The semiconductor layer may be silicon with the facing being silicon dioxide of silicon nitride. The non-condutive substrate may be a glass which is compatible with the semiconductive material employed but conveniently it is that known as Corning 7070 or Schott 8248. The basic parameters in choosing the non-conductive substrate is that the bonding voltage, when field-assisted bonding is employed, is not dropped across the insulating layer, whereby the substrate must have a high electrical resistivity. Equally, the insulating layer must not be too thick and a thickness of approximately 450 nm has been found acceptable. The thicker the insulating layer, the better the electrical isolation of the electrical feedthrough and electrode and the lower the parasitic capacitance when the semiconductor device is of a capacitive type.
Each electrode and associated feedthrough may be of a two layer construction, for example a layer of nickel chromium (NiCr) and gold (Au) although other metal combinations and alloys may be employed. The nickel chromium provides a very good adhesion to a glass substrate and gold provides a low resistivity electrical path.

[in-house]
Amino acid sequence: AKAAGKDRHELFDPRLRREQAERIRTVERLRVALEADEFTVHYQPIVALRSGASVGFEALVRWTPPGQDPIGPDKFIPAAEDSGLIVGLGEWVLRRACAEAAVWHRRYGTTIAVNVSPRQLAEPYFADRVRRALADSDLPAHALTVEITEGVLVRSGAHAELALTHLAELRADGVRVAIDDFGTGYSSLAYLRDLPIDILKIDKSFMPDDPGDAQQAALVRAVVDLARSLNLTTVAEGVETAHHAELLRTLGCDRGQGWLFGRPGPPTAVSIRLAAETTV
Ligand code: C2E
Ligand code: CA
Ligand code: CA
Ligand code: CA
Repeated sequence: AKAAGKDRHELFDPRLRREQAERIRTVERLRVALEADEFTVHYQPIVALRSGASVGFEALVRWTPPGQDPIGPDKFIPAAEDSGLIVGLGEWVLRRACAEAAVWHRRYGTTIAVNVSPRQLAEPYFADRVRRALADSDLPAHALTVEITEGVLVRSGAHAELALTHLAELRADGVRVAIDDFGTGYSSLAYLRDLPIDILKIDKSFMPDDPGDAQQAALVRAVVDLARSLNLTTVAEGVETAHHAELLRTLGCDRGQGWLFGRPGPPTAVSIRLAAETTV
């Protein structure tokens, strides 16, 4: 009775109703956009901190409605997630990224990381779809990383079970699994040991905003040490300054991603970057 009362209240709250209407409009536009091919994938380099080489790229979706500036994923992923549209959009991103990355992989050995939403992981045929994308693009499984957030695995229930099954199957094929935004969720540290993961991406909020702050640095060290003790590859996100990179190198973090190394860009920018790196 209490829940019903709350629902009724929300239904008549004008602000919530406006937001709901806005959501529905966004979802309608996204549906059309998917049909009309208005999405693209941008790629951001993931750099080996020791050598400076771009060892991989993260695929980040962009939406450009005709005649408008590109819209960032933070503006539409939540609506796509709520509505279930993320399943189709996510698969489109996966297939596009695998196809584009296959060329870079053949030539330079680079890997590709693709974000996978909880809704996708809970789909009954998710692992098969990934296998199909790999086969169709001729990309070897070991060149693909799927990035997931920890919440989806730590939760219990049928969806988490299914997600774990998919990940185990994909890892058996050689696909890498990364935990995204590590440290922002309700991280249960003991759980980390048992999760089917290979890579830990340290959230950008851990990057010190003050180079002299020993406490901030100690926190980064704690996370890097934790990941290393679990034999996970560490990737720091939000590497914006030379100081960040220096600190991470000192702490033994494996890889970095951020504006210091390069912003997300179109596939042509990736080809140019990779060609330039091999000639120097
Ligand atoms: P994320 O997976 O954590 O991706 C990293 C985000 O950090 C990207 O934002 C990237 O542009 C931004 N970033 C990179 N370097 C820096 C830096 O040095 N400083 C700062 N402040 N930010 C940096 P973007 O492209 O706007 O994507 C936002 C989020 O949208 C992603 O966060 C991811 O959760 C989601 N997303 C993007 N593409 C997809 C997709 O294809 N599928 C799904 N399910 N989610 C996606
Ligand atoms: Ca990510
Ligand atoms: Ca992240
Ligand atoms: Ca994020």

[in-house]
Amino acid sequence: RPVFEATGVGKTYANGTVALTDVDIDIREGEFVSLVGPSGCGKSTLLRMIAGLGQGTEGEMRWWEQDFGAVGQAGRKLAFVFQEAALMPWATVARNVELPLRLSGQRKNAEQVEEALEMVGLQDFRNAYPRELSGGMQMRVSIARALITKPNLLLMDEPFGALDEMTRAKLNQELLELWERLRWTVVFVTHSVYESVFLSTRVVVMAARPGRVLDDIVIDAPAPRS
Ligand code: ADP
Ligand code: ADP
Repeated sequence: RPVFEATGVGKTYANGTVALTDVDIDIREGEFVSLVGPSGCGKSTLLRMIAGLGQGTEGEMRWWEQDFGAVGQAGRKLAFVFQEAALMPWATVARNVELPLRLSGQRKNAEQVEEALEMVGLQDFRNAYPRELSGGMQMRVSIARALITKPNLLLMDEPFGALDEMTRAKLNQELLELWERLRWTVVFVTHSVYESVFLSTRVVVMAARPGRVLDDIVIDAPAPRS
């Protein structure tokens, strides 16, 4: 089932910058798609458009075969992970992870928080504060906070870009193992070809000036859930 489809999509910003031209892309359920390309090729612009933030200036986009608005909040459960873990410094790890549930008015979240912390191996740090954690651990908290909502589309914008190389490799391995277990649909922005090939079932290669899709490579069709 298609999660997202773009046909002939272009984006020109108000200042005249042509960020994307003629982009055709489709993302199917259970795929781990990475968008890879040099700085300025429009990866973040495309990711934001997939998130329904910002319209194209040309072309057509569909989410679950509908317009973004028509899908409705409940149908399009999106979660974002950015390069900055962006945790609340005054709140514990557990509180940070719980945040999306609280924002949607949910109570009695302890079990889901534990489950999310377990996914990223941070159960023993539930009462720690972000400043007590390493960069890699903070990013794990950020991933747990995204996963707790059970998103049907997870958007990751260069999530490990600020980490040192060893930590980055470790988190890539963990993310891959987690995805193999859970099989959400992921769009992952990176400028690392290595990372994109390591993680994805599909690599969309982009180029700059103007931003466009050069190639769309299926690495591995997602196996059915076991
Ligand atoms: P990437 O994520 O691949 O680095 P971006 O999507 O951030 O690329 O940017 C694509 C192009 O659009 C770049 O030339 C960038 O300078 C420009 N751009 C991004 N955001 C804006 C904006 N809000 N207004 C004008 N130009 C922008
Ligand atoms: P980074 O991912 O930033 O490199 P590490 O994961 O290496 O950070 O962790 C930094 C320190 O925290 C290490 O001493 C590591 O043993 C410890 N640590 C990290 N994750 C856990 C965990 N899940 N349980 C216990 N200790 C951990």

The present invention will now be described in further detail, by way of example, with reference to the accompanying drawings, in which:
FIG. 1 illustrates a first stage in the method according to the invention,
FIG. 2 illustrates a second but unsuccessful stage,
FIG. 3 illustrates a second and successful stage,
FIG. 4 is a cross-sectional view of a specific semiconductor device constructed in accordance with the present invention,
FIG. 5 is a partial side view of FIG. 4,
FIG. 6 is a view similar to that of FIG. 4 but showing an alternative embodiment,
FIG. 7 is a diagrammatic representation of steps in a batch production process for producing semiconductive devices in accordance with the present invention, and
FIGS. 8 to 11 illustrate various masks used in the process of FIG. 7.